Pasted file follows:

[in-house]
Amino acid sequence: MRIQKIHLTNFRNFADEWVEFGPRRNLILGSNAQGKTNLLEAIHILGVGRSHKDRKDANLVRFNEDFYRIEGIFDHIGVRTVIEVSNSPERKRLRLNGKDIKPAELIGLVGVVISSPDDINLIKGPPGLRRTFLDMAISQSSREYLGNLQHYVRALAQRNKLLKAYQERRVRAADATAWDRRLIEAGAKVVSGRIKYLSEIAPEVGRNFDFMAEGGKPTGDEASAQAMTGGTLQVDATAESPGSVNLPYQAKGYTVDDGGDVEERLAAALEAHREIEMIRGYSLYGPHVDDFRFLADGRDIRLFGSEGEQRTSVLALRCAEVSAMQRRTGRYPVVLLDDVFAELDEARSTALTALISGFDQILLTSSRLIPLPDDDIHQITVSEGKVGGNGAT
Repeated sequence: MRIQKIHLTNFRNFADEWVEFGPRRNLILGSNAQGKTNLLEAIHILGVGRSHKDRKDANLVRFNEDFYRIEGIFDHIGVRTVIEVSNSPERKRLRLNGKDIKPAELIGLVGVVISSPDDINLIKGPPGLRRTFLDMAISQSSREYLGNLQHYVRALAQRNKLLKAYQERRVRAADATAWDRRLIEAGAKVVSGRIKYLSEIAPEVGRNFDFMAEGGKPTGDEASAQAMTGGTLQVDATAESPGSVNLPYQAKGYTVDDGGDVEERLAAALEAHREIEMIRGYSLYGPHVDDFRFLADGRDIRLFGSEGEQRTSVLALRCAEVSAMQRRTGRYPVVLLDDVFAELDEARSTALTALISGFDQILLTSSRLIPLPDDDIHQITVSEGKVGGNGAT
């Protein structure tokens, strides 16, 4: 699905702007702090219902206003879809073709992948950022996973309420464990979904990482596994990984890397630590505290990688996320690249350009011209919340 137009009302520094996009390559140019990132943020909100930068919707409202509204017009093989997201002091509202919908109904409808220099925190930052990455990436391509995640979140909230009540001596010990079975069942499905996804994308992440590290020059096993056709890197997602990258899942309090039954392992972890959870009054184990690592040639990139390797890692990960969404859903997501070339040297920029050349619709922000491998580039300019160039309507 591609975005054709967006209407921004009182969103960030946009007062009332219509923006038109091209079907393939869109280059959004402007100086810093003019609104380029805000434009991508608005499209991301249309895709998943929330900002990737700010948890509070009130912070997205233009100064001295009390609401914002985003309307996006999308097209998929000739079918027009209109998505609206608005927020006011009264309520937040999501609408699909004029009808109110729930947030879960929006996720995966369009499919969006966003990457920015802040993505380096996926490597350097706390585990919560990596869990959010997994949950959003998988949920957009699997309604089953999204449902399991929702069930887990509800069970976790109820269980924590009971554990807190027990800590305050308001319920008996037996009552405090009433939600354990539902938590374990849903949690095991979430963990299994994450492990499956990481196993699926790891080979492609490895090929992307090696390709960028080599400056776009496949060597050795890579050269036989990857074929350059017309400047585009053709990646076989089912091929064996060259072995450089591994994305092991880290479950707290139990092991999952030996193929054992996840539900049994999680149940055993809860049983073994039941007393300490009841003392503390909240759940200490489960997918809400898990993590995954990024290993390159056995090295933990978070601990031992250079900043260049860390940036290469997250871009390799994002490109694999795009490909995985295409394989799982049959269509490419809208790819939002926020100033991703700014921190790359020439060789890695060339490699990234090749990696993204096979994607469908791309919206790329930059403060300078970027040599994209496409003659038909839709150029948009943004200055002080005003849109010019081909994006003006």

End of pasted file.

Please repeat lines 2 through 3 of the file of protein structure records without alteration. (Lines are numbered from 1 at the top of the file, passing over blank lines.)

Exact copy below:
Amino acid sequence: MRIQKIHLTNFRNFADEWVEFGPRRNLILGSNAQGKTNLLEAIHILGVGRSHKDRKDANLVRFNEDFYRIEGIFDHIGVRTVIEVSNSPERKRLRLNGKDIKPAELIGLVGVVISSPDDINLIKGPPGLRRTFLDMAISQSSREYLGNLQHYVRALAQRNKLLKAYQERRVRAADATAWDRRLIEAGAKVVSGRIKYLSEIAPEVGRNFDFMAEGGKPTGDEASAQAMTGGTLQVDATAESPGSVNLPYQAKGYTVDDGGDVEERLAAALEAHREIEMIRGYSLYGPHVDDFRFLADGRDIRLFGSEGEQRTSVLALRCAEVSAMQRRTGRYPVVLLDDVFAELDEARSTALTALISGFDQILLTSSRLIPLPDDDIHQITVSEGKVGGNGAT
Repeated sequence: MRIQKIHLTNFRNFADEWVEFGPRRNLILGSNAQGKTNLLEAIHILGVGRSHKDRKDANLVRFNEDFYRIEGIFDHIGVRTVIEVSNSPERKRLRLNGKDIKPAELIGLVGVVISSPDDINLIKGPPGLRRTFLDMAISQSSREYLGNLQHYVRALAQRNKLLKAYQERRVRAADATAWDRRLIEAGAKVVSGRIKYLSEIAPEVGRNFDFMAEGGKPTGDEASAQAMTGGTLQVDATAESPGSVNLPYQAKGYTVDDGGDVEERLAAALEAHREIEMIRGYSLYGPHVDDFRFLADGRDIRLFGSEGEQRTSVLALRCAEVSAMQRRTGRYPVVLLDDVFAELDEARSTALTALISGFDQILLTSSRLIPLPDDDIHQITVSEGKVGGNGAT